16.03.2005 General News

Govt must implement Procurement Act to check corruption - GII

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Accra, March 16, GNA - The Ghana Integrity Initiative (GII) on Wednesday urged government to implement the Public Procurement Act to enable it to subject Ministers and public officials to greater degrees of scrutiny, especially in the award of construction contracts. The GII said since over 70 per cent of corruption was derived from the procurement sector, its credible implementation would help government to make good on its pledge of "zero tolerance for corruption" and promote more accountability and transparency.

Mr Daniel Batidam, Executive Secretary of the GII, a local chapter of Transparency International (TI), said this at the launch of the 2005 Global Corruption Report (GCR). The function also saw the launch of the Minimum Standards for Public Contracting, which sets out the blueprint for transparent public procurement.

Transparency International's GCR, first published in 2001, is an annual overview of the state of corruption worldwide. The Report had in the past focused on various sectors of societal life and governance.

Mr Batidam said government and the private sector should adopt TI's minimum standards for Public Contracting and implement the code of conduct that committed the contracting authority and its employees to a strict anti-corruption policy.

He said the scale of corruption was magnified by the size of the construction sector, estimated globally at some 3,200 billion US dollars per year.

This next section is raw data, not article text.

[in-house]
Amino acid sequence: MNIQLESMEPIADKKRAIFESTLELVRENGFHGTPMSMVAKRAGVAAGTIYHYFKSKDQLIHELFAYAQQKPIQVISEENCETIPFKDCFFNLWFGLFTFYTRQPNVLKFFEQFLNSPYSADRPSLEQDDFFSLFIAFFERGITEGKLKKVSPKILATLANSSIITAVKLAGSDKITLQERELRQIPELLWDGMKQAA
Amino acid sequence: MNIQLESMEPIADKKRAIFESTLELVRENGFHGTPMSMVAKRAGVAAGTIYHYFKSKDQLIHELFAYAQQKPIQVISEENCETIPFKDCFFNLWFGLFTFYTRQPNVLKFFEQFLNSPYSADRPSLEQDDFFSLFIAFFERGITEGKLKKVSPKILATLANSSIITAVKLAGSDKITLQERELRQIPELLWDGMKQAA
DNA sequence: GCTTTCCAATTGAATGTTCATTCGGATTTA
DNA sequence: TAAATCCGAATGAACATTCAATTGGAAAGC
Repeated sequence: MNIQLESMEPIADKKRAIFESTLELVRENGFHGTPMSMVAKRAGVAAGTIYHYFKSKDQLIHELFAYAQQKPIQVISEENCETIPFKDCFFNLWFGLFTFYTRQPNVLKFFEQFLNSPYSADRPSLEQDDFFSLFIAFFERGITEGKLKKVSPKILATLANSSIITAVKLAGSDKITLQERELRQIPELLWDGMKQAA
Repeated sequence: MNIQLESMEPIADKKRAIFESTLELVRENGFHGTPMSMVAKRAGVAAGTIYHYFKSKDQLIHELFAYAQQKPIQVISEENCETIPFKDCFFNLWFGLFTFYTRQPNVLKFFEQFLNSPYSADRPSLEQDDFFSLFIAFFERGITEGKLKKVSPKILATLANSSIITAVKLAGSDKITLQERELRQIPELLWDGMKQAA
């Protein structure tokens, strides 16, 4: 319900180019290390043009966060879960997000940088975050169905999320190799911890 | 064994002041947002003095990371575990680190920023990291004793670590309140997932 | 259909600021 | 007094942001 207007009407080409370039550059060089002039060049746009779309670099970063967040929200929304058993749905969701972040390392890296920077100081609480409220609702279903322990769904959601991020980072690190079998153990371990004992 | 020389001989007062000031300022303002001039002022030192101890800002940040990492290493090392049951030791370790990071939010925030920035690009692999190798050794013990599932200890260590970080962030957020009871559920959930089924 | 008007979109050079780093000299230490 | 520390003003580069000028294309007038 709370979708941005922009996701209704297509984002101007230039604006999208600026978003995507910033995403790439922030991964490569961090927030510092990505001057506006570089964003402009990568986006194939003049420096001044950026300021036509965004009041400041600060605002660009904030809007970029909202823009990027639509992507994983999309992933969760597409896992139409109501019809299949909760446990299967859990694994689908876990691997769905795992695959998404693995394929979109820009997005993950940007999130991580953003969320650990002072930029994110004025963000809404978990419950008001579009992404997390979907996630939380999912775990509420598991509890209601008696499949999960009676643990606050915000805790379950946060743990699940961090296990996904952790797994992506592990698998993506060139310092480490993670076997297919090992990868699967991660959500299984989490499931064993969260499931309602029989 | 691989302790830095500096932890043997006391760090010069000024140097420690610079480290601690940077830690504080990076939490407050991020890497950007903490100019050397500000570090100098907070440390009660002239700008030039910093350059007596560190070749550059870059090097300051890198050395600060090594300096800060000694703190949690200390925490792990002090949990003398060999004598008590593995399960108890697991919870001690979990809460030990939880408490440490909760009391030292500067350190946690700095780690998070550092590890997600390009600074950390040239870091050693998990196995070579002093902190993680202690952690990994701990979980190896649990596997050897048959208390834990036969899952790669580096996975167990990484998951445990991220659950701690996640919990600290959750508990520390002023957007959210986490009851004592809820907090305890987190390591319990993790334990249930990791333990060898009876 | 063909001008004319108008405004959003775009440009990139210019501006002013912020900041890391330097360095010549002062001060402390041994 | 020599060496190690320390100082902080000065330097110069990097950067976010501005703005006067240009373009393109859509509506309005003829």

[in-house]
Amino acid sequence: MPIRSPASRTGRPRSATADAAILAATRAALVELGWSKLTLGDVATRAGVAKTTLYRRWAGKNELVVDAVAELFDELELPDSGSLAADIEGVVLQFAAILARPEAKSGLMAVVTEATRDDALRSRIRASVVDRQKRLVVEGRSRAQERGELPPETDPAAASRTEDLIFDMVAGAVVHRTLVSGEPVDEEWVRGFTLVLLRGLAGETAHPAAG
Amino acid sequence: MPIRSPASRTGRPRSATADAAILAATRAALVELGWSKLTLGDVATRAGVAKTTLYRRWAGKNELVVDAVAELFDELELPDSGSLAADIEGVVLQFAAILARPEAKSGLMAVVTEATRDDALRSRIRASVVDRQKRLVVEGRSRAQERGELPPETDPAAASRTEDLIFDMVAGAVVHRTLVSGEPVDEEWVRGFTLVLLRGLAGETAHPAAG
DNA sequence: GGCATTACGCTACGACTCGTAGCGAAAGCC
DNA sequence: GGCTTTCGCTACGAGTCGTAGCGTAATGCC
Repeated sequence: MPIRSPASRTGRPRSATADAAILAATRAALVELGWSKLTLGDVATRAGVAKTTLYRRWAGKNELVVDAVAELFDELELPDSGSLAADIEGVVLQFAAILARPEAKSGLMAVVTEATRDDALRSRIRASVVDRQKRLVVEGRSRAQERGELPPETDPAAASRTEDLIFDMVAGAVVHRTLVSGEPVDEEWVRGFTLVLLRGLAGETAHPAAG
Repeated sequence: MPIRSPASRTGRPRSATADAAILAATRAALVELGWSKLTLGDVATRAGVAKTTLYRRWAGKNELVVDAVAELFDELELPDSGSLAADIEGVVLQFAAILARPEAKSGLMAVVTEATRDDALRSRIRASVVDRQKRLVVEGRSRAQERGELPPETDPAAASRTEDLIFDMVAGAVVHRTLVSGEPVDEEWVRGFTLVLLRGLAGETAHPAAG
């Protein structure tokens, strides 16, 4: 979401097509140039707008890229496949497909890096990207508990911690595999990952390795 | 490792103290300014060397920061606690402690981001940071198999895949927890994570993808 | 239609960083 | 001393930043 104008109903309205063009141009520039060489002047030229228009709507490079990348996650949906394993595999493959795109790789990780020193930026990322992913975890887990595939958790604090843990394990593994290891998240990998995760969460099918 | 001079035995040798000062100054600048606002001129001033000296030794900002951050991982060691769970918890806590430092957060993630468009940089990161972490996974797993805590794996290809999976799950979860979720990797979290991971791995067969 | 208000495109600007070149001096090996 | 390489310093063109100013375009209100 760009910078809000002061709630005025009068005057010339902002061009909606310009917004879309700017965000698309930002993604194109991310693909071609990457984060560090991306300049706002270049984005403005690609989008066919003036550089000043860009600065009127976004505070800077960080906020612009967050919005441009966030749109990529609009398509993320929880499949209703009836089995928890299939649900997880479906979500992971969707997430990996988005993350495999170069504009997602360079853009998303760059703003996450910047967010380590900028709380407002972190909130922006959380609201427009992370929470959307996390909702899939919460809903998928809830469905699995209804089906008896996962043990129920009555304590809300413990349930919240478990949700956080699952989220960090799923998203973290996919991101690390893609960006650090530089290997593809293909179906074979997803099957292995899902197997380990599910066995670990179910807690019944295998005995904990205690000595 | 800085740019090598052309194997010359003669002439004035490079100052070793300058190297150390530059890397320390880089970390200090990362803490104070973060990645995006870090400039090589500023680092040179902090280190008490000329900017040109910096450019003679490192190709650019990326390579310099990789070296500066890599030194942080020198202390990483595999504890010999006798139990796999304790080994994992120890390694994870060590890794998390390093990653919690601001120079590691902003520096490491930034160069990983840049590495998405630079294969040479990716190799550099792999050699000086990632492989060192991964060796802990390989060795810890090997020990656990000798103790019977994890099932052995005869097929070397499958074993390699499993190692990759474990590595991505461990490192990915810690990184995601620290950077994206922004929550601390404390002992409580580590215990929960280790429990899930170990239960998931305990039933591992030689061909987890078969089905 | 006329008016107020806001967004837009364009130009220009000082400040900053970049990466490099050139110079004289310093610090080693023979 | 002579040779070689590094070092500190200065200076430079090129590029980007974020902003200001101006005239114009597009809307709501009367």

Mr Batidam said this year's report had a special focus on "Corruption in Construction and Post-Conflict Reconstruction" because the amount lost due to bribery in contracting was at least 10 per cent of contract value.

"This puts the figure of lost funds at more than 300 billion US dollars per year worldwide."

Mr Batidam said Ghana's construction industry was, especially prone to corruption at various stages of the construction process. This is manifested in the lack of transparency in the award of contracts, the fierce competition for "make or break" contracts and the opportunity for delays and overruns, among other things.

He quoted TI Chairman, Peter Eigen as saying, "corrupt contracting processes leave developing countries saddled with sub-standard infrastructure and excessive debt".

The report cited the Lesotho Highlands Water Project in which two million dollars was paid in bribe by Acres International and 11 other dam building companies. He also cited the Cologne Incinerator Project in Germany where 13 million dollars was paid in bribes during the construction of a 500 million incinerator.

Mr Batidam said though the 2005 report did not include a country report on Ghana nor cite some of the "monuments of corruption" dotted around the country, it did not mean that Ghana was immune to the problem.

"Shoddy construction works and poor infrastructure management is a visible phenomenon - from schools and classroom blocks through roads and dam construction, to private residencies and KVIPs," he added. He said sub-standard construction projects in Ghana, which were tainted by bribery and corruption, resulted not only in loss of money but injured and killed people, especially when built in disaster-prone areas.

Prof. Emmanuel Gyimah-Boadi, Chairman of the GII Board, said given the highly international nature of construction corruption, there was the need for enhanced transparency in donor-funded projects to facilitate citizen monitoring.

He called for improved public and civil society vigilance in monitoring of projects as well as making official asset declaration more accessible.

Prof. Gyimah-Boadi said the Assurances Committee of Parliament needed to be strengthened to enable it to monitor promises made by Ministers and Public officials in the performance of their duties.

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